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¶ What are your favourite Venetian typefaces from the Quattrocento or inspired by the Quattrocento?

¶ Find a list as an example to guide you into the humanistic realm. But feel free to add yours.

❧ Jenson (Nicolas Jenson/Franko Luin/Robert Slimbach)

❧ Golden Type (William Morris/Joseph Phinney)

❧ Kennerley (Frederic Goudy)

❧ Hollandse Mediaeval (Sjoerd Hendrik De Roos)

❧ Cloister Old Style (Morris Fuller Benton)

❧ Eusebius (Robert Hunter/Jim Spiece)

❧ Verona (Robert Wiebking)

❧ Centaur (Bruce Rogers)

❧ Hadriano (Frederic Goudy)

❧ Schneidler (F. H. Ernst Schneidler)

❧ Aurelia (Hermann Zapf)

❧ Guardi (Reinhard Haus)

❧ ITC Legacy Serif (Ronald Arnholm)

❧ Apolline (Jean-François Porchez)

Centaur book-face revival: Mythology


(Following up from this thread in Design.)

Having read that it's a useful learning exercise for a starting designer to try digitizing a historical (metal) type, I decided to try this with Bruce Rogers's Centaur. I've never seen a digital version that looks remotely close to the beautiful text of books typeset in metal Centaur – they're all come out too fine and spindly, and look oddly sterile somehow. I'm clearly not the only one to think so.

A first serif font


Hi, new poster here (although I've lurked around the margins for a while)... If I may, I'd appreciate some opinions on a new serif typeface I'm designing.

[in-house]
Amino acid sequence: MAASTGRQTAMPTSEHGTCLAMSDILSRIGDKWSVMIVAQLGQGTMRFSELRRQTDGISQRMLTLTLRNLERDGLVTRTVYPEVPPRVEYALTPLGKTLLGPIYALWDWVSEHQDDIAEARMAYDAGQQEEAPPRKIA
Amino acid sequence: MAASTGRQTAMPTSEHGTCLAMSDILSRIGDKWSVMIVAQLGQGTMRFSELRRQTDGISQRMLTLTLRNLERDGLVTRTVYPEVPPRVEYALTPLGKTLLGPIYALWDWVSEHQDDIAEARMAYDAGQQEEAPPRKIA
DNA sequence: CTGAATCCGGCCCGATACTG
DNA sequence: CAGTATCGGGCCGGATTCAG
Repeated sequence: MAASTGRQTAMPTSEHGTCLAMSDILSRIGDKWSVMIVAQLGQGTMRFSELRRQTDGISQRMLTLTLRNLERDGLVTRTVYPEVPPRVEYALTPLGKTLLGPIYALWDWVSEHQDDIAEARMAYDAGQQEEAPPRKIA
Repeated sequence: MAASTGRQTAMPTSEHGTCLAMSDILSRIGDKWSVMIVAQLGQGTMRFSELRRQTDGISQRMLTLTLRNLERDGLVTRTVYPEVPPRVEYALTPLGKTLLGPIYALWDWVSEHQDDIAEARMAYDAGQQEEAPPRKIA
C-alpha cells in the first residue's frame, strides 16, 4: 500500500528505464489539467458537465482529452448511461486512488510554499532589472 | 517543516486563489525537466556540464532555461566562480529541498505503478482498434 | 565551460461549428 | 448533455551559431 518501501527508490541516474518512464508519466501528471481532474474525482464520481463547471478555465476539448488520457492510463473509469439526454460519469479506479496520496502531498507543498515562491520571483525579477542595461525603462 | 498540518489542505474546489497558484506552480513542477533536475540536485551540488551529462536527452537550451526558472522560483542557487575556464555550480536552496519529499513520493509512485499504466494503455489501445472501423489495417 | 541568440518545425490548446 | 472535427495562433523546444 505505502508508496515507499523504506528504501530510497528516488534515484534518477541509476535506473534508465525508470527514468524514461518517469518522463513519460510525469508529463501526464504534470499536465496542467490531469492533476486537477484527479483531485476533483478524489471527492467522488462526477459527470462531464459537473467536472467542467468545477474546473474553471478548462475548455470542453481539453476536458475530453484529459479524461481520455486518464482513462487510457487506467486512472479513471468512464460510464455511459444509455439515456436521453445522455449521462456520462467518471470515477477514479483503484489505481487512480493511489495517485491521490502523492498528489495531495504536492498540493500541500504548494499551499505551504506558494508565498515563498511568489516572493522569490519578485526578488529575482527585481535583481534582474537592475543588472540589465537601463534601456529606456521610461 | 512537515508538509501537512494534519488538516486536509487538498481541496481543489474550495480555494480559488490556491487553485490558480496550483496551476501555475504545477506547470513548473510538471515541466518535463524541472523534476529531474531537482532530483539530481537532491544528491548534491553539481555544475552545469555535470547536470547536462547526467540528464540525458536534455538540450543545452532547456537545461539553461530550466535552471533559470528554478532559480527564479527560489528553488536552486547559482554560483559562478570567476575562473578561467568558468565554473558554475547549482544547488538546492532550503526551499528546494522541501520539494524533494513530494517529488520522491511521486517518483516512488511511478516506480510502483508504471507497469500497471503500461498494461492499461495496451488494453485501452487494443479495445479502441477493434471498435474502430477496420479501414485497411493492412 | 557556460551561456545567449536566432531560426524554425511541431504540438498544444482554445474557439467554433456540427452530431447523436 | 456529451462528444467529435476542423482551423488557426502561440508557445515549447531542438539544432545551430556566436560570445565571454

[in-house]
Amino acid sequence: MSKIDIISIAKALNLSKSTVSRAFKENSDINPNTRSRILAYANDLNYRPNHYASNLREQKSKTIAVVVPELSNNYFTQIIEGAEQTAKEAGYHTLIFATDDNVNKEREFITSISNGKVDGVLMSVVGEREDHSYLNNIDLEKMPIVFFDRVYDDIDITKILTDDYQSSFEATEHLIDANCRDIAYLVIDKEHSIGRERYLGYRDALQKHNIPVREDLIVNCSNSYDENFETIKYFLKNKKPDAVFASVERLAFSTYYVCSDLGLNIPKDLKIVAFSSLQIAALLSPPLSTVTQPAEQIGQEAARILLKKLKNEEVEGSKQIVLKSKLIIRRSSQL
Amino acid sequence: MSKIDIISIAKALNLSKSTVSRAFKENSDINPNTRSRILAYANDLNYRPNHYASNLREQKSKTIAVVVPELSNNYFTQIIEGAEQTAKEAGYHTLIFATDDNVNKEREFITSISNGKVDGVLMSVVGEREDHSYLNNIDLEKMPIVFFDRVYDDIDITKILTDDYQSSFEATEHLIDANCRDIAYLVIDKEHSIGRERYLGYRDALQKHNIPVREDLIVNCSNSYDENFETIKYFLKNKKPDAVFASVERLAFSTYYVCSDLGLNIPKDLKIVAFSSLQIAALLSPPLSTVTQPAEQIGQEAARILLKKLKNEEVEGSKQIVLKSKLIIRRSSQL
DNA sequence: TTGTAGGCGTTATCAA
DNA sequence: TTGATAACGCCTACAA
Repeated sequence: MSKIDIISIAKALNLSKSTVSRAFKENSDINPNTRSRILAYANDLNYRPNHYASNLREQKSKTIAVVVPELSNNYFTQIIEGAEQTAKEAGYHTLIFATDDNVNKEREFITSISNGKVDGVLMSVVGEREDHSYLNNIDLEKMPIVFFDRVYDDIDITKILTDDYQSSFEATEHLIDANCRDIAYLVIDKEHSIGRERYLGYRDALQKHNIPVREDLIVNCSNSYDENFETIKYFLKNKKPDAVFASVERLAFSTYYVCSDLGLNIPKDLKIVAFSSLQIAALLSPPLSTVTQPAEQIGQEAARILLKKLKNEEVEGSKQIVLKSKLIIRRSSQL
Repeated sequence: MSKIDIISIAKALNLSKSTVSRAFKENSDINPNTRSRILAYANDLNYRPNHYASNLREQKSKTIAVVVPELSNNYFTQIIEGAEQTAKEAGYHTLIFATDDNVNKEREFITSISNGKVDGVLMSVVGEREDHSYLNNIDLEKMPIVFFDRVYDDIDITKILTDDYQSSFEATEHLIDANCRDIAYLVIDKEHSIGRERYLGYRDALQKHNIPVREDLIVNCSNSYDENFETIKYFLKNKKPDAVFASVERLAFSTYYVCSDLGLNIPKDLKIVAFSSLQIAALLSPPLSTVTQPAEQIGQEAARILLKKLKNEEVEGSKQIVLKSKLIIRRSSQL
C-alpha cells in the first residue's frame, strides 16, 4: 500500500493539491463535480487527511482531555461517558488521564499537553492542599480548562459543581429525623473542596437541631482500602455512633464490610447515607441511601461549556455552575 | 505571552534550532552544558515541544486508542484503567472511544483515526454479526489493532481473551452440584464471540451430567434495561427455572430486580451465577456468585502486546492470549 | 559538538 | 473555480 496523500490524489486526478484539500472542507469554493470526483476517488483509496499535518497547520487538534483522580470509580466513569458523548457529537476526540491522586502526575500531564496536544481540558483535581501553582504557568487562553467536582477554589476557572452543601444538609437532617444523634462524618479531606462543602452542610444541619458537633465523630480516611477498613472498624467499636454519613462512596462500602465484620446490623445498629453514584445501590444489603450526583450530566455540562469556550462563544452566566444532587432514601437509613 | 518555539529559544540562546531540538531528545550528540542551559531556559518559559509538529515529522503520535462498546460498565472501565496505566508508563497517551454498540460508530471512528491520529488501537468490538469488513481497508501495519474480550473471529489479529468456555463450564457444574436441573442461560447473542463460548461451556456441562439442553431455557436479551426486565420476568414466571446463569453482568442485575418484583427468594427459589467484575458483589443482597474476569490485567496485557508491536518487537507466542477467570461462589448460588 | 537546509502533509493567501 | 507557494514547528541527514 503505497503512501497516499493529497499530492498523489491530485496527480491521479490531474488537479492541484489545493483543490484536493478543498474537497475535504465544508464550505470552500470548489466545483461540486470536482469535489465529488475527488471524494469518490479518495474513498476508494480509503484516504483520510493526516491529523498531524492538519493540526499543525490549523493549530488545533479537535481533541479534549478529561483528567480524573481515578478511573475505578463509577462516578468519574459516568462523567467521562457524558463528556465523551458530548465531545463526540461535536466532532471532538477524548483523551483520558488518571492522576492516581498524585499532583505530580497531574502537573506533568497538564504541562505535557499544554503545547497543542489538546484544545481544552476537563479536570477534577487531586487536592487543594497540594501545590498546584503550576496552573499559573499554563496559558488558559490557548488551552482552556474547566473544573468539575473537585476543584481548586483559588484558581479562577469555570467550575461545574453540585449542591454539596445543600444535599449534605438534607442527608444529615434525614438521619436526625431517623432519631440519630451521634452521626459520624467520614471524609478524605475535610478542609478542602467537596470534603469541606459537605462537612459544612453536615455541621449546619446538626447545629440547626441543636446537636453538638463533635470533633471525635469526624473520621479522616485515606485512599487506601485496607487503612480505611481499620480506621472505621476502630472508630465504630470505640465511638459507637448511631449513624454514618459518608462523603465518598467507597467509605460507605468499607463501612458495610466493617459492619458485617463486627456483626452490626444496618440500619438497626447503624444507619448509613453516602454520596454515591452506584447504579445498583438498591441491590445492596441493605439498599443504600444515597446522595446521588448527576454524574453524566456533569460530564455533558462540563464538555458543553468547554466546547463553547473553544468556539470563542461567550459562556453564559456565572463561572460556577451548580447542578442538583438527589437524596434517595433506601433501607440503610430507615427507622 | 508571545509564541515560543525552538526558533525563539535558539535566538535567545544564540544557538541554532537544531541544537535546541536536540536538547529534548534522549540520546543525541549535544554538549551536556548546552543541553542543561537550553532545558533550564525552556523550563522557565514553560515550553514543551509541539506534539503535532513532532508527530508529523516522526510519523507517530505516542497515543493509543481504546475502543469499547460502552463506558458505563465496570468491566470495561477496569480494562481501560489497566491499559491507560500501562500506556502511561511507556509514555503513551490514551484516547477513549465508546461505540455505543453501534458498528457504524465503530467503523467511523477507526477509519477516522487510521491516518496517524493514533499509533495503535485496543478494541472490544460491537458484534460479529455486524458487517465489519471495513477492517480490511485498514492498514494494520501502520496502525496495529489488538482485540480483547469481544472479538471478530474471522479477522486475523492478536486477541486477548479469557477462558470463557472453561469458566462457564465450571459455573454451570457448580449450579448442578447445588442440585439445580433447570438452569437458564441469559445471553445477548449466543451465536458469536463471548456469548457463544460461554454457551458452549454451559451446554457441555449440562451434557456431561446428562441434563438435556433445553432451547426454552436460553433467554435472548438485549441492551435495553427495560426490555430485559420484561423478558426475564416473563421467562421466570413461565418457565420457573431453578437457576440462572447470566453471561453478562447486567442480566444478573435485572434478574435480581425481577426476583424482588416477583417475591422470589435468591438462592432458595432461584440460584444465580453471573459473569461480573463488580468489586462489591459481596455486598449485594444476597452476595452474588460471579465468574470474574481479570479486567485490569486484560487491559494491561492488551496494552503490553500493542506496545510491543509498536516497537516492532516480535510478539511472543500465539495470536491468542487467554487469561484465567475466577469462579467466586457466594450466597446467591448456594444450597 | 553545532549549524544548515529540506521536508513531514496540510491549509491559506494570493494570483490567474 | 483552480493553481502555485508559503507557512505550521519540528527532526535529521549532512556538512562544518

This is my first attempt at a serif typeface, and my first serious attempt at a font fit for general consumption (my previous work has been for rather specialized uses).

De Humani Corporis Fabrica, 1543

These are images from Andrea Vesalius' De Humani Corporis Fabrica, printed in 1543 in the workshop of Johannes Oporini.

If anyone knows who cut the type and/or whether there's a good digital typeface based on it, that would be great! Otherwise, suggestions of the most similar typefaces you can think of are very welcome.



In reference to the publishing house operated by Aldus Manutius (Italian Manuzio) in Venice between 1494 and 1515. Also types used by Manuzio and in most instances cut by Francesco Griffo de Bologna.

Metal, digital and optical revivals resembling the types of Aldus and Griffo are sometimes known as Aldines.